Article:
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Board Certifies Los Angeles Charter School Union

From the AFT:

The newly organized Accelerated Charter School in downtown Los Angeles has been certified as the first startup independent charter to join United Teachers Los Angeles (UTLA), a breakthrough for the Los Angeles union.

The California Public Employment Relations Board granted UTLA recognition in March as the school’s bargaining agent. The step is notable not only because Accelerated is now the first independent charter in the union, but also because of hopes that it will become a model for unionized charter schools.

Jonathan Williams, the school’s founder and co-director, is a former public school teacher in Los Angeles and was a UTLA leader in several capacities. Williams also has served as chairman of the board of the National Alliance for Public Charter Schools, an advocacy group.

Teachers at Accelerated Charter are preparing to bargain their first contract for the four schools serving 1,200 students from pre-K to 12th grade. The teachers are committed to negotiating a contract that will help them maintain the kind of influence that got Accelerated named Time magazine’s Elementary School of the Year in 2001 for using “the most promising approaches to the most pressing challenges in education.’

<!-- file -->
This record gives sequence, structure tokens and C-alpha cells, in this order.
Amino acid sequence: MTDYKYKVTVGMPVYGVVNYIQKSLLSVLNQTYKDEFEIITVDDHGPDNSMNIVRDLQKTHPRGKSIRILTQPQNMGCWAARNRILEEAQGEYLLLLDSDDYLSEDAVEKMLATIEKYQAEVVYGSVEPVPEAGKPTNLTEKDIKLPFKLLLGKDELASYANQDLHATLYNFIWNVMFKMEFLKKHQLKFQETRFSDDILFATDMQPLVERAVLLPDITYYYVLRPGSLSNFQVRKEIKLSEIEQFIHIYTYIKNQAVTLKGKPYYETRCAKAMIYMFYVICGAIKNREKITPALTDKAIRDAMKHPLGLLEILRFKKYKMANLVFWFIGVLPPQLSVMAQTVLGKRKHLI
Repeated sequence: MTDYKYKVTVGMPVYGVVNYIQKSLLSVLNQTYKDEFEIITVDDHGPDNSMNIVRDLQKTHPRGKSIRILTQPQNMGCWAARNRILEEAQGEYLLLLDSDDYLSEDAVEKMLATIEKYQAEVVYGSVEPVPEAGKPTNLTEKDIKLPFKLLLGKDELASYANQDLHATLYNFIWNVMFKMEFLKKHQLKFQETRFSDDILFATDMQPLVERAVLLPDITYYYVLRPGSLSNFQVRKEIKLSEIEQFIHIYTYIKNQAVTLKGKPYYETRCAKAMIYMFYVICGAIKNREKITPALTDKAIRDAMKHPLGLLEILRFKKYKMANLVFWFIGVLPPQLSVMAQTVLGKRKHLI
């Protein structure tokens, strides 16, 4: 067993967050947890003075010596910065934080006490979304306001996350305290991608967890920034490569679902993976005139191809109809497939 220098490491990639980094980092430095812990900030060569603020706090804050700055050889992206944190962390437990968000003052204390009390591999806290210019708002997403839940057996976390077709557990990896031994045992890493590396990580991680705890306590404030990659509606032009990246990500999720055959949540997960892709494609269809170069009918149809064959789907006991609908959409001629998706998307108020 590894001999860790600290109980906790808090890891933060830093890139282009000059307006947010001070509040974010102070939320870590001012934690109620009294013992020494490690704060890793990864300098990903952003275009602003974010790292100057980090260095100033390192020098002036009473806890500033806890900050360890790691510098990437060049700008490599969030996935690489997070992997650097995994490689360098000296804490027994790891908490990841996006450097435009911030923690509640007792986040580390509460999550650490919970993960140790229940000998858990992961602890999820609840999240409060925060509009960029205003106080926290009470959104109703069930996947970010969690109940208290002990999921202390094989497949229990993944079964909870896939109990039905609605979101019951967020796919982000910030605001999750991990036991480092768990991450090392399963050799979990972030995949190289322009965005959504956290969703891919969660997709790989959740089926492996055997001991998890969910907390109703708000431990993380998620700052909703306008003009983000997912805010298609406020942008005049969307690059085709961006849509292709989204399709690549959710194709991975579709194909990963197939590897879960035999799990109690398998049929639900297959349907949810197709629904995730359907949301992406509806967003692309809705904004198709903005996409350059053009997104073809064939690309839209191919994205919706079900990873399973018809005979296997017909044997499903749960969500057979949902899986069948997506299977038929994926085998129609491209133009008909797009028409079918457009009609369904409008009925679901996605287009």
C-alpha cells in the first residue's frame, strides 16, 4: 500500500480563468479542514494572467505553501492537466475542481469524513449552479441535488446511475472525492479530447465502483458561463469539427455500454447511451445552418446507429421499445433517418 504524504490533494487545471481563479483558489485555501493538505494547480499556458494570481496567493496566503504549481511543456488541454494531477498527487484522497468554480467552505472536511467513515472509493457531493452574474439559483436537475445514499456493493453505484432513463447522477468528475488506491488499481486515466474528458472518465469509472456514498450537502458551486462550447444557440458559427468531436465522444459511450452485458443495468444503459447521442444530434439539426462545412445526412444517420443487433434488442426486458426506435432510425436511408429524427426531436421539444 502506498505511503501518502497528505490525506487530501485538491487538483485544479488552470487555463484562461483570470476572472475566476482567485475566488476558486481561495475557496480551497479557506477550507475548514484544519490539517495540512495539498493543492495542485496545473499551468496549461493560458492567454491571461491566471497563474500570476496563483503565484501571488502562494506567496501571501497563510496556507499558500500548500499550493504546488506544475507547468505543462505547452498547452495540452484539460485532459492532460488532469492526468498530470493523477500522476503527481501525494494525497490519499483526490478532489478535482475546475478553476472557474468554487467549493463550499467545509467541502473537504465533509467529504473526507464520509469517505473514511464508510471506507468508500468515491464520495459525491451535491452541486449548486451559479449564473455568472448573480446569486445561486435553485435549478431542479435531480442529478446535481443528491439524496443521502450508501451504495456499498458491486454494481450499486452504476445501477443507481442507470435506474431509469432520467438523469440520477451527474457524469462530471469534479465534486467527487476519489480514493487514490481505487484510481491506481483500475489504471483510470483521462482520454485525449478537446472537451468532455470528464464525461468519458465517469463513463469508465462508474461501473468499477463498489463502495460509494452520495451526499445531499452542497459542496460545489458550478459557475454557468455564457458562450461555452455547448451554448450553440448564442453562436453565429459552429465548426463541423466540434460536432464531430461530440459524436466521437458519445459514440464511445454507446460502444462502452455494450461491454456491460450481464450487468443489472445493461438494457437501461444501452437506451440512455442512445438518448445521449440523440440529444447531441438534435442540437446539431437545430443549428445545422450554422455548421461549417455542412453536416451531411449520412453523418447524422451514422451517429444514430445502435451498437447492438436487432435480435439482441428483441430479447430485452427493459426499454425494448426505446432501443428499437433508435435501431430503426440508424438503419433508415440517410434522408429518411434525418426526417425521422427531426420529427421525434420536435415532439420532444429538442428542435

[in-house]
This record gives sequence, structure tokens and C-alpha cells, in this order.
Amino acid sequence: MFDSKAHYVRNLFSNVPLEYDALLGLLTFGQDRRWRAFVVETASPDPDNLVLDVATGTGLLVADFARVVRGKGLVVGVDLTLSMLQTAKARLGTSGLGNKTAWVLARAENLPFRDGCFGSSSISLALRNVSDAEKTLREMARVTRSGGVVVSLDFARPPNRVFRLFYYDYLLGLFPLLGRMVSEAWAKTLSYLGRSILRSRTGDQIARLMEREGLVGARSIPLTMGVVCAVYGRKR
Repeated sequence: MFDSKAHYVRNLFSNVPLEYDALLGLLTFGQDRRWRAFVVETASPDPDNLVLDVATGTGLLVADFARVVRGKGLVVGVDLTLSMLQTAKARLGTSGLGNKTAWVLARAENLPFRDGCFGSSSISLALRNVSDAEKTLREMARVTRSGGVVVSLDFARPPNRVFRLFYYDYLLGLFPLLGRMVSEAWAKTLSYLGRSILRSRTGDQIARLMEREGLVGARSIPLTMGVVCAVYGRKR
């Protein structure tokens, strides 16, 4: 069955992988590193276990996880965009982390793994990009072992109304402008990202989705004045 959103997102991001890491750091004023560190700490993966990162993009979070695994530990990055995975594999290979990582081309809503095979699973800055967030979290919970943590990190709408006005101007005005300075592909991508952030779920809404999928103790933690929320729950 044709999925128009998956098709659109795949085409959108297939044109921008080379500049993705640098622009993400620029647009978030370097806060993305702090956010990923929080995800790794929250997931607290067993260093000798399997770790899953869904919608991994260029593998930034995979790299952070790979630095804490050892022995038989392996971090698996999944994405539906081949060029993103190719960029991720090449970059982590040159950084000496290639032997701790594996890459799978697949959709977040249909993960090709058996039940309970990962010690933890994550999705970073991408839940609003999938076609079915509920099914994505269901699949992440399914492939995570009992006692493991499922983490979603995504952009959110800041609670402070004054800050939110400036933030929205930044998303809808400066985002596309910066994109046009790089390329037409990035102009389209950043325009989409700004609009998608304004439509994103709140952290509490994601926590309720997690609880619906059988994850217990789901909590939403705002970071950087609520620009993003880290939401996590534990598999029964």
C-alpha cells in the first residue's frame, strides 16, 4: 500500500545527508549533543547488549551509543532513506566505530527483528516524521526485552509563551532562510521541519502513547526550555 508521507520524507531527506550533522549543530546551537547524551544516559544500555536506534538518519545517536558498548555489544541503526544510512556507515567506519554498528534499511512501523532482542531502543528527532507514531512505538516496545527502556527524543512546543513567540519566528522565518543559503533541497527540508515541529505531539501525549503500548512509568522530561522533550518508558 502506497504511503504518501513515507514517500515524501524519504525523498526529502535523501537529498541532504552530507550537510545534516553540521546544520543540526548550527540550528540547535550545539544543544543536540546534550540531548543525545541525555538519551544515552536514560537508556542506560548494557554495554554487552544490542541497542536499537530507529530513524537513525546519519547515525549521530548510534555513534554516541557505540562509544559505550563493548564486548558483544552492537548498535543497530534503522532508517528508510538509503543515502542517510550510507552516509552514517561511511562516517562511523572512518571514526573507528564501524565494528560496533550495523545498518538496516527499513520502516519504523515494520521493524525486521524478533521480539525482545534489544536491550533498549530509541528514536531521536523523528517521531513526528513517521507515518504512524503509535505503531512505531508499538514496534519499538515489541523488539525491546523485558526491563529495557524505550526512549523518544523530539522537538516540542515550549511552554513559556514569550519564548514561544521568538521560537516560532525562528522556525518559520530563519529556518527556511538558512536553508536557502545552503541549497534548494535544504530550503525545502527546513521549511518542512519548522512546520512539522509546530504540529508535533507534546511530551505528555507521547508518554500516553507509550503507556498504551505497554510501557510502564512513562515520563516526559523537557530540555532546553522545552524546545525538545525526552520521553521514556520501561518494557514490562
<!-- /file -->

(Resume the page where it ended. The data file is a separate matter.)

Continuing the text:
Teachers also have been working to keep parents informed and engaged at the school.

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1 Comment:

  • 1 Another charter goes union. « Fred Klonsky’s blog
    · Mar 31, 2009 at 10:55 am

    […] EdWize reports that the United Teachers of Los Angeles have been certified as the bargaining representatives of teachers at the Accelerated Charter School in downtown LA. Teachers at Accelerated Charter are preparing to bargain their first contract for the four schools serving 1,200 students from pre-K to 12th grade. The teachers are committed to negotiating a contract that will help them maintain the kind of influence that got Accelerated named Time magazine’s Elementary School of the Year in 2001 for using “the most promising approaches to the most pressing challenges in education.’ […]